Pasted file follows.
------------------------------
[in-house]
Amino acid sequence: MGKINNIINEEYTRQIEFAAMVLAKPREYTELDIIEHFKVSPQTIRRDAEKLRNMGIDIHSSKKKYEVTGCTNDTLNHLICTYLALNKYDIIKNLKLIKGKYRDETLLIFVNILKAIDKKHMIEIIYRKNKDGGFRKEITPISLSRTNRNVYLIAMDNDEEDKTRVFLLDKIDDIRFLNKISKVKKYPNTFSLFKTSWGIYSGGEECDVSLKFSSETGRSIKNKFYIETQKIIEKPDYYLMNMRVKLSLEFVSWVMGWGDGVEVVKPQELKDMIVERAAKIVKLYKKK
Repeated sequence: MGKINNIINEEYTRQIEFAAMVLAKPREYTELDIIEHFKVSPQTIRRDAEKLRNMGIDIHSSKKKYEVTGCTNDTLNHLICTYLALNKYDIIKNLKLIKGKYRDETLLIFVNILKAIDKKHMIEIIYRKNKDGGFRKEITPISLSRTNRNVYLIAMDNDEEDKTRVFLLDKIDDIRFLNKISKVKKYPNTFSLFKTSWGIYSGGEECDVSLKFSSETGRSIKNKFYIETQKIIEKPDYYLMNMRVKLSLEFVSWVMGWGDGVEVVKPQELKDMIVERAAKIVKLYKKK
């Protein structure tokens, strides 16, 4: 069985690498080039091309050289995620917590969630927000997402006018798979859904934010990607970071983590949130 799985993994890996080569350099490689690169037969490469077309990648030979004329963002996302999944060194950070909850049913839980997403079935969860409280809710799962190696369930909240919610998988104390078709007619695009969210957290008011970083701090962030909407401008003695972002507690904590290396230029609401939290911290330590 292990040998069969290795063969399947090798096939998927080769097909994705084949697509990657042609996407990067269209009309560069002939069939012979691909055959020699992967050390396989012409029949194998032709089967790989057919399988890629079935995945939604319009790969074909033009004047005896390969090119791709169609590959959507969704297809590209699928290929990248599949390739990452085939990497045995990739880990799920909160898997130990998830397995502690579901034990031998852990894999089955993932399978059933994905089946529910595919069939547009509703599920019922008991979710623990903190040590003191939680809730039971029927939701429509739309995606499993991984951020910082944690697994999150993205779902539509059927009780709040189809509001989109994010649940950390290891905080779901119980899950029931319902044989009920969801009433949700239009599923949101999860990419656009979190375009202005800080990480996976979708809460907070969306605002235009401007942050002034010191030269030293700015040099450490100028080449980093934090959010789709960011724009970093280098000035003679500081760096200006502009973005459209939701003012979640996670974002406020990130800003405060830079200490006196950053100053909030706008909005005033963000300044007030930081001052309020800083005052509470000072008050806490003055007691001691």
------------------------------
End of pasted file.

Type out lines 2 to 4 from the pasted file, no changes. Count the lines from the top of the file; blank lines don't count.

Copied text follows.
Amino acid sequence: MGKINNIINEEYTRQIEFAAMVLAKPREYTELDIIEHFKVSPQTIRRDAEKLRNMGIDIHSSKKKYEVTGCTNDTLNHLICTYLALNKYDIIKNLKLIKGKYRDETLLIFVNILKAIDKKHMIEIIYRKNKDGGFRKEITPISLSRTNRNVYLIAMDNDEEDKTRVFLLDKIDDIRFLNKISKVKKYPNTFSLFKTSWGIYSGGEECDVSLKFSSETGRSIKNKFYIETQKIIEKPDYYLMNMRVKLSLEFVSWVMGWGDGVEVVKPQELKDMIVERAAKIVKLYKKK
Repeated sequence: MGKINNIINEEYTRQIEFAAMVLAKPREYTELDIIEHFKVSPQTIRRDAEKLRNMGIDIHSSKKKYEVTGCTNDTLNHLICTYLALNKYDIIKNLKLIKGKYRDETLLIFVNILKAIDKKHMIEIIYRKNKDGGFRKEITPISLSRTNRNVYLIAMDNDEEDKTRVFLLDKIDDIRFLNKISKVKKYPNTFSLFKTSWGIYSGGEECDVSLKFSSETGRSIKNKFYIETQKIIEKPDYYLMNMRVKLSLEFVSWVMGWGDGVEVVKPQELKDMIVERAAKIVKLYKKK
């Protein structure tokens, strides 16, 4: 069985690498080039091309050289995620917590969630927000997402006018798979859904934010990607970071983590949130 799985993994890996080569350099490689690169037969490469077309990648030979004329963002996302999944060194950070909850049913839980997403079935969860409280809710799962190696369930909240919610998988104390078709007619695009969210957290008011970083701090962030909407401008003695972002507690904590290396230029609401939290911290330590 292990040998069969290795063969399947090798096939998927080769097909994705084949697509990657042609996407990067269209009309560069002939069939012979691909055959020699992967050390396989012409029949194998032709089967790989057919399988890629079935995945939604319009790969074909033009004047005896390969090119791709169609590959959507969704297809590209699928290929990248599949390739990452085939990497045995990739880990799920909160898997130990998830397995502690579901034990031998852990894999089955993932399978059933994905089946529910595919069939547009509703599920019922008991979710623990903190040590003191939680809730039971029927939701429509739309995606499993991984951020910082944690697994999150993205779902539509059927009780709040189809509001989109994010649940950390290891905080779901119980899950029931319902044989009920969801009433949700239009599923949101999860990419656009979190375009202005800080990480996976979708809460907070969306605002235009401007942050002034010191030269030293700015040099450490100028080449980093934090959010789709960011724009970093280098000035003679500081760096200006502009973005459209939701003012979640996670974002406020990130800003405060830079200490006196950053100053909030706008909005005033963000300044007030930081001052309020800083005052509470000072008050806490003055007691001691």